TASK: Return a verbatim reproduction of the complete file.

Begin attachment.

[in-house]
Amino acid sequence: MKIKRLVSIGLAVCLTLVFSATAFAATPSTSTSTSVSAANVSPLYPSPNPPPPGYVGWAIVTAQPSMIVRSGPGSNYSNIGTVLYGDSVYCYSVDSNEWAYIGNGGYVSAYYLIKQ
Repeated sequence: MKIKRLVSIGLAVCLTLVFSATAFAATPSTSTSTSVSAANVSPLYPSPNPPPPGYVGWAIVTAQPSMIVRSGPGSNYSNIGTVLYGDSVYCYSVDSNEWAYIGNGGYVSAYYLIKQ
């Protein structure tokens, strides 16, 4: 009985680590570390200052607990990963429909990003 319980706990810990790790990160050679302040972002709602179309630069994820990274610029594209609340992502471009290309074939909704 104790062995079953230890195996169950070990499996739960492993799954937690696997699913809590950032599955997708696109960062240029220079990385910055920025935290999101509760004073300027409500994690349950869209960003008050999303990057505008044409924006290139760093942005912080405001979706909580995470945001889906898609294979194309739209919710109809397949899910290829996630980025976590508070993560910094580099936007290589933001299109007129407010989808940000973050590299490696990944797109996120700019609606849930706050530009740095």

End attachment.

[in-house]
Amino acid sequence: MKIKRLVSIGLAVCLTLVFSATAFAATPSTSTSTSVSAANVSPLYPSPNPPPPGYVGWAIVTAQPSMIVRSGPGSNYSNIGTVLYGDSVYCYSVDSNEWAYIGNGGYVSAYYLIKQ
Repeated sequence: MKIKRLVSIGLAVCLTLVFSATAFAATPSTSTSTSVSAANVSPLYPSPNPPPPGYVGWAIVTAQPSMIVRSGPGSNYSNIGTVLYGDSVYCYSVDSNEWAYIGNGGYVSAYYLIKQ
């Protein structure tokens, strides 16, 4: 009985680590570390200052607990990963429909990003 319980706990810990790790990160050679302040972002709602179309630069994820990274610029594209609340992502471009290309074939909704 104790062995079953230890195996169950070990499996739960492993799954937690696997699913809590950032599955997708696109960062240029220079990385910055920025935290999101509760004073300027409500994690349950869209960003008050999303990057505008044409924006290139760093942005912080405001979706909580995470945001889906898609294979194309739209919710109809397949899910290829996630980025976590508070993560910094580099936007290589933001299109007129407010989808940000973050590299490696990944797109996120700019609606849930706050530009740095």